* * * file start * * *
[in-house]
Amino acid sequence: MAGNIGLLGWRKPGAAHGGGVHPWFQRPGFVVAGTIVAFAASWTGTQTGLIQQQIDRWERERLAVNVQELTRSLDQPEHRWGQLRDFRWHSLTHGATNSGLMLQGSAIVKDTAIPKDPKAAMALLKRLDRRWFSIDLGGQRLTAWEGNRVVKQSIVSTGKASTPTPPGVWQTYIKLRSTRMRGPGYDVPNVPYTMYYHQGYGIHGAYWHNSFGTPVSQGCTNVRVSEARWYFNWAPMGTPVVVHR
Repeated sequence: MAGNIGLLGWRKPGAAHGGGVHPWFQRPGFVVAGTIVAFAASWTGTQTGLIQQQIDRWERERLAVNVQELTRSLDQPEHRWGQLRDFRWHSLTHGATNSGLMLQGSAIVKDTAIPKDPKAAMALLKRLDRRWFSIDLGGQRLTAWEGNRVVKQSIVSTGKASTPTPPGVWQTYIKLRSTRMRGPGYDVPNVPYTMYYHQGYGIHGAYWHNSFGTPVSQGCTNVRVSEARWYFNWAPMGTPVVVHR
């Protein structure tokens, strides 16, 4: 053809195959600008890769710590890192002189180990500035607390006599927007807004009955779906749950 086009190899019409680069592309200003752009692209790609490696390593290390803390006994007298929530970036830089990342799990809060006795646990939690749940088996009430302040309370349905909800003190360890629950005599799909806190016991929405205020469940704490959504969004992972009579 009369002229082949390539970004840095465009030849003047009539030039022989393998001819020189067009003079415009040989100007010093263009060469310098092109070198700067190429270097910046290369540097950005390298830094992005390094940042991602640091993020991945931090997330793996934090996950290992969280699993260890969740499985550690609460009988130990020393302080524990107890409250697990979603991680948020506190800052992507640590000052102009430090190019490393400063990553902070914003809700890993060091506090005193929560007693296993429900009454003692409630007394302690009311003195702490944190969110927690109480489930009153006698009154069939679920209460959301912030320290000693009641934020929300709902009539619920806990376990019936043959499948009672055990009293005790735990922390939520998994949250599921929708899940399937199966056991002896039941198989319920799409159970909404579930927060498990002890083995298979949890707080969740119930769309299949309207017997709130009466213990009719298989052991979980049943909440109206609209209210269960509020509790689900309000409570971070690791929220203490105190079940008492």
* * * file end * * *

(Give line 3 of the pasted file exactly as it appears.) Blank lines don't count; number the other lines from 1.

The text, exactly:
Repeated sequence: MAGNIGLLGWRKPGAAHGGGVHPWFQRPGFVVAGTIVAFAASWTGTQTGLIQQQIDRWERERLAVNVQELTRSLDQPEHRWGQLRDFRWHSLTHGATNSGLMLQGSAIVKDTAIPKDPKAAMALLKRLDRRWFSIDLGGQRLTAWEGNRVVKQSIVSTGKASTPTPPGVWQTYIKLRSTRMRGPGYDVPNVPYTMYYHQGYGIHGAYWHNSFGTPVSQGCTNVRVSEARWYFNWAPMGTPVVVHR